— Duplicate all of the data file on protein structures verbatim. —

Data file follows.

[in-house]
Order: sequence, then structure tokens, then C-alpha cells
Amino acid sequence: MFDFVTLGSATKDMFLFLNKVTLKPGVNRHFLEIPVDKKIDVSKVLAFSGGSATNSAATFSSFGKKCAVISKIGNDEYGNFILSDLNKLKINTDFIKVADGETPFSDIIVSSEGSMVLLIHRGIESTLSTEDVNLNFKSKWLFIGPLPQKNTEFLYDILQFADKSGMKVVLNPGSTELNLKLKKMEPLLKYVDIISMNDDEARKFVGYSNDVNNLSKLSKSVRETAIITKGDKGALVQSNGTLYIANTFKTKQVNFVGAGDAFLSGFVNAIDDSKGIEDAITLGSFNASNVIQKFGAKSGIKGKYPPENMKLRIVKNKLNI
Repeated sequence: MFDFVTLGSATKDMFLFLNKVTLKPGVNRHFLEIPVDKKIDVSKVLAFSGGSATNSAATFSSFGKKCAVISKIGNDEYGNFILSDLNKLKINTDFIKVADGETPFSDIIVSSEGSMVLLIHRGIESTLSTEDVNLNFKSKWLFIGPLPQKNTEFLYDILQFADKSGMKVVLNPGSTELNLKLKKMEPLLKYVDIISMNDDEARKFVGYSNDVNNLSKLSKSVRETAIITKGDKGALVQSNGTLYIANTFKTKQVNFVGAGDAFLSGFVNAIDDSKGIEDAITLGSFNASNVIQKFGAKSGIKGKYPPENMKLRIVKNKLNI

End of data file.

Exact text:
[in-house]
Order: sequence, then structure tokens, then C-alpha cells
Amino acid sequence: MFDFVTLGSATKDMFLFLNKVTLKPGVNRHFLEIPVDKKIDVSKVLAFSGGSATNSAATFSSFGKKCAVISKIGNDEYGNFILSDLNKLKINTDFIKVADGETPFSDIIVSSEGSMVLLIHRGIESTLSTEDVNLNFKSKWLFIGPLPQKNTEFLYDILQFADKSGMKVVLNPGSTELNLKLKKMEPLLKYVDIISMNDDEARKFVGYSNDVNNLSKLSKSVRETAIITKGDKGALVQSNGTLYIANTFKTKQVNFVGAGDAFLSGFVNAIDDSKGIEDAITLGSFNASNVIQKFGAKSGIKGKYPPENMKLRIVKNKLNI
Repeated sequence: MFDFVTLGSATKDMFLFLNKVTLKPGVNRHFLEIPVDKKIDVSKVLAFSGGSATNSAATFSSFGKKCAVISKIGNDEYGNFILSDLNKLKINTDFIKVADGETPFSDIIVSSEGSMVLLIHRGIESTLSTEDVNLNFKSKWLFIGPLPQKNTEFLYDILQFADKSGMKVVLNPGSTELNLKLKKMEPLLKYVDIISMNDDEARKFVGYSNDVNNLSKLSKSVRETAIITKGDKGALVQSNGTLYIANTFKTKQVNFVGAGDAFLSGFVNAIDDSKGIEDAITLGSFNASNVIQKFGAKSGIKGKYPPENMKLRIVKNKLNI